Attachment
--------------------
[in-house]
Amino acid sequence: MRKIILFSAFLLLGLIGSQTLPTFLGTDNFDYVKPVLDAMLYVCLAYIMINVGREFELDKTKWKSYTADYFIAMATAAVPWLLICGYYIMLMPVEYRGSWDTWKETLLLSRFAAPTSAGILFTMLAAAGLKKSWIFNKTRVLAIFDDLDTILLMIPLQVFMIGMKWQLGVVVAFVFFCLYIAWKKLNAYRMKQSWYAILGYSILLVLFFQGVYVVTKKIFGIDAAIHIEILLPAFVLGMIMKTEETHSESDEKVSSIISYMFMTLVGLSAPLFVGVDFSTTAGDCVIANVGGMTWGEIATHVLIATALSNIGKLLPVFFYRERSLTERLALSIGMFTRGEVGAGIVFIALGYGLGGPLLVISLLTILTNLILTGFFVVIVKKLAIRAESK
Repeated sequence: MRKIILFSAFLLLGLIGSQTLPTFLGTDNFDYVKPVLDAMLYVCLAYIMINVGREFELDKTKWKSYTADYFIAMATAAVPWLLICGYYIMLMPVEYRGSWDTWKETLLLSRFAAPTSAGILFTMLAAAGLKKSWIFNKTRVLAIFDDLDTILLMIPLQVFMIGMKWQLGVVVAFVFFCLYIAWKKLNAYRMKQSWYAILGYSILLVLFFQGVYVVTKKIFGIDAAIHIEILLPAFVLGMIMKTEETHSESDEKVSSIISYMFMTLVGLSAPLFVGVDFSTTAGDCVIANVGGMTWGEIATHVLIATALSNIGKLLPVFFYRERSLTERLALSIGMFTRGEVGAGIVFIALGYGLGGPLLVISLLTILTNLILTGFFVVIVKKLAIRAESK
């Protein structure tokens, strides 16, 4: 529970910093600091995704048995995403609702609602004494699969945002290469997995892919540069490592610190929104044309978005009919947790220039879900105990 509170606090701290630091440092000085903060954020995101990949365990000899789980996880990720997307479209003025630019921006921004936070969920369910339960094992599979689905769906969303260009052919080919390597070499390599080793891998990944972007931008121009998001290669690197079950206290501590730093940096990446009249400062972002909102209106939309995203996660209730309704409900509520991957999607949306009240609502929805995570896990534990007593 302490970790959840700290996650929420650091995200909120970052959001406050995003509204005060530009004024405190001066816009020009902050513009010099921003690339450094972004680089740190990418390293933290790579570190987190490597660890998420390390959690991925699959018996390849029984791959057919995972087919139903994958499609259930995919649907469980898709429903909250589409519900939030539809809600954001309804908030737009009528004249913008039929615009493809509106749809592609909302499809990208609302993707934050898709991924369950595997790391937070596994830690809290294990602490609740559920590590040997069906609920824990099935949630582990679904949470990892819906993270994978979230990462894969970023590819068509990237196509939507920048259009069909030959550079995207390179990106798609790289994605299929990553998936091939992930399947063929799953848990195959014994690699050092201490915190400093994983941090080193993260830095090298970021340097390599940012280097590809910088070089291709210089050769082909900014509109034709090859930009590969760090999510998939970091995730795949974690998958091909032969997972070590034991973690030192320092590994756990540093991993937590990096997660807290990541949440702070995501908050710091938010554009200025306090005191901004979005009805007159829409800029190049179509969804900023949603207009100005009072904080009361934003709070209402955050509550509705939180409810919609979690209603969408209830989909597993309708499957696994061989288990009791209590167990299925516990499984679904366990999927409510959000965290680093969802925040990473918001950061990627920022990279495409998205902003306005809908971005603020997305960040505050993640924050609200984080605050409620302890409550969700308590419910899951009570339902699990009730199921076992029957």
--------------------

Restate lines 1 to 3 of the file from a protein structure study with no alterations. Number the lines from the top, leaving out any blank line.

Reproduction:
[in-house]
Amino acid sequence: MRKIILFSAFLLLGLIGSQTLPTFLGTDNFDYVKPVLDAMLYVCLAYIMINVGREFELDKTKWKSYTADYFIAMATAAVPWLLICGYYIMLMPVEYRGSWDTWKETLLLSRFAAPTSAGILFTMLAAAGLKKSWIFNKTRVLAIFDDLDTILLMIPLQVFMIGMKWQLGVVVAFVFFCLYIAWKKLNAYRMKQSWYAILGYSILLVLFFQGVYVVTKKIFGIDAAIHIEILLPAFVLGMIMKTEETHSESDEKVSSIISYMFMTLVGLSAPLFVGVDFSTTAGDCVIANVGGMTWGEIATHVLIATALSNIGKLLPVFFYRERSLTERLALSIGMFTRGEVGAGIVFIALGYGLGGPLLVISLLTILTNLILTGFFVVIVKKLAIRAESK
Repeated sequence: MRKIILFSAFLLLGLIGSQTLPTFLGTDNFDYVKPVLDAMLYVCLAYIMINVGREFELDKTKWKSYTADYFIAMATAAVPWLLICGYYIMLMPVEYRGSWDTWKETLLLSRFAAPTSAGILFTMLAAAGLKKSWIFNKTRVLAIFDDLDTILLMIPLQVFMIGMKWQLGVVVAFVFFCLYIAWKKLNAYRMKQSWYAILGYSILLVLFFQGVYVVTKKIFGIDAAIHIEILLPAFVLGMIMKTEETHSESDEKVSSIISYMFMTLVGLSAPLFVGVDFSTTAGDCVIANVGGMTWGEIATHVLIATALSNIGKLLPVFFYRERSLTERLALSIGMFTRGEVGAGIVFIALGYGLGGPLLVISLLTILTNLILTGFFVVIVKKLAIRAESK